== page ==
High seas education on Disney Magic

Posted Friday, Feb. 15, 2013  comments  Print Reprints
About Disney Magic

The Disney Magic has 11 passenger decks, can hold 2,834 passengers and has 875 staterooms. Built in Italy and launched in 1998 from Port Canaveral, Fla., the Magic is the first ship in Disney's fleet of four. Before making port in Galveston, the Magic sailed from New York to the Bahamas and to Canada. Beginning next summer, it will cruise in the Mediterranean; a repositioning cruise from Galveston to Barcelona will take place in May.

Beginning in January, four-, six- and eight-night itineraries will be offered from Galveston, including one with a stop at Castaway Cay, Disney's private island in the Bahamas, as well as Key West and Port Canaveral (includes a one-day pass to Disney World). Rates range from $400 per person for a four-night cruise to $960 per person for an eight-night cruise to Florida and Castaway Cay (prices for a standard inside stateroom, based on double occupancy).

For more information or reservations, visit or call 888-325-2500.

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Unfortunately, most of the affordable cruise dates happen during the school year, which could be a predicament if your children attend Texas schools.

You may have heard of some extreme cases in which families have had to go to court for going on vacation or the extreme case in which a Houston honor student was jailed for too many absences.

In Texas, a student who skips or arrives late 10 or more days within a six-month period or three or more days within a month is in violation of state truancy laws.

In 2013, the Disney Cruise Line will offer shorter stints out of Galveston that will help families plan weekend trips, a sea-cation if you will.

However, if you do a little homework, you can make the cruise experience affordable and educational for your children without breaking any laws.

First, check with your school district on its policy for excused absences. Some districts will allow a note from a parent BEFORE absences are considered unexcused. Parents have 72 hours to provide this written excuse. Also, check your child's attendance record with the front office to ensure you are below the 10-day threshold.

During the cruise, there are plenty of creative ways to continue your child's education. Here are some tips:

School work

Don't be hesitant to contact your child's teacher(s) to get any school assignments or homework that can be done during the vacation period. If you set aside an hour or two a day during the cruise to do school work, your child won't be at risk of being behind when he or she returns to school. Teachers could even assign cruise-related topics (Ex: Essay on cruise experience; Math assignment on ship's dimensions, etc.) On Disney Magic, the Promenade Lounge was the place where students gathered to do their work in the morning.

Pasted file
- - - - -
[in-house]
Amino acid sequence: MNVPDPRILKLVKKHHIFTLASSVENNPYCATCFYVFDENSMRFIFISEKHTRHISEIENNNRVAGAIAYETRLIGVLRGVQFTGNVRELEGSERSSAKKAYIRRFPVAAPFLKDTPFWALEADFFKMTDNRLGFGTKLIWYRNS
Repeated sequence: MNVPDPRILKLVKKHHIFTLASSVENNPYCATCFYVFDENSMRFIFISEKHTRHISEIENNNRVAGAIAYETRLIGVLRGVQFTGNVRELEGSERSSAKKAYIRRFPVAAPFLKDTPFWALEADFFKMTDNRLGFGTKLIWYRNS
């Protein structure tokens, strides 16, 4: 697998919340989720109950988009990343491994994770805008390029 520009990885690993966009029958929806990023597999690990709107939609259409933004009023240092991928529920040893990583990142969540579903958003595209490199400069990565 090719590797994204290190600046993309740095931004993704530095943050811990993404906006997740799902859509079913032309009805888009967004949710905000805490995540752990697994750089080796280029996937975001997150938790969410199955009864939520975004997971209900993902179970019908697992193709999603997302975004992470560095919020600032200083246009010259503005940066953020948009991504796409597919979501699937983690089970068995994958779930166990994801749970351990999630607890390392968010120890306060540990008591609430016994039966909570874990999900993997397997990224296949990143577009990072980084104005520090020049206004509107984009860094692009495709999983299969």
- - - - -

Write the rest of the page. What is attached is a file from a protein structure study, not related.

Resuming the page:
Getting connected

If your school assigns work electronically, the Promenade Lounge is also the perfect place to sit with a laptop. It's next to The Internet Cafe so if you purchased an internet package, you would be able to sit in a far corner and work without distraction. If you don't want to bring your electronic devices, there are plenty of computers available to log into. Note: Network connection was best when the ship was in port and sketchy at sea so you might want to do your paper work at sea and computer work at port. My husband and 11-year-old also took advantage of cheaper connection rates by taking a trip to an internet cafe in Costa Maya.

Creative assignments

Whether your kids are home-schooled or attend a school, there are plenty of educational opportunities on board. The kids clubs provide daily activities that apply to math, science, reading etc. You could also bring schooling to sailing by coming up with creative assignments. Here are some examples:

Learning about cultures: Each crew member has the name of their country of origin on his or her name tag. Students can try to find as many different countries and ask the crew member to tell them how to say hello in his or her native language.

Flat Stanley Floats: The Flat Stanley project is perfect for international travel and a great way for children to document the trip.

How high is that? Get your thinking caps on and come up with math or science questions related to the trip and have the family answer the questions together. Ex: How tall is the ship? How deep is the Gulf of Mexico? At what rate of speed does the ship have to travel to get to Cozumel in 24 hours?

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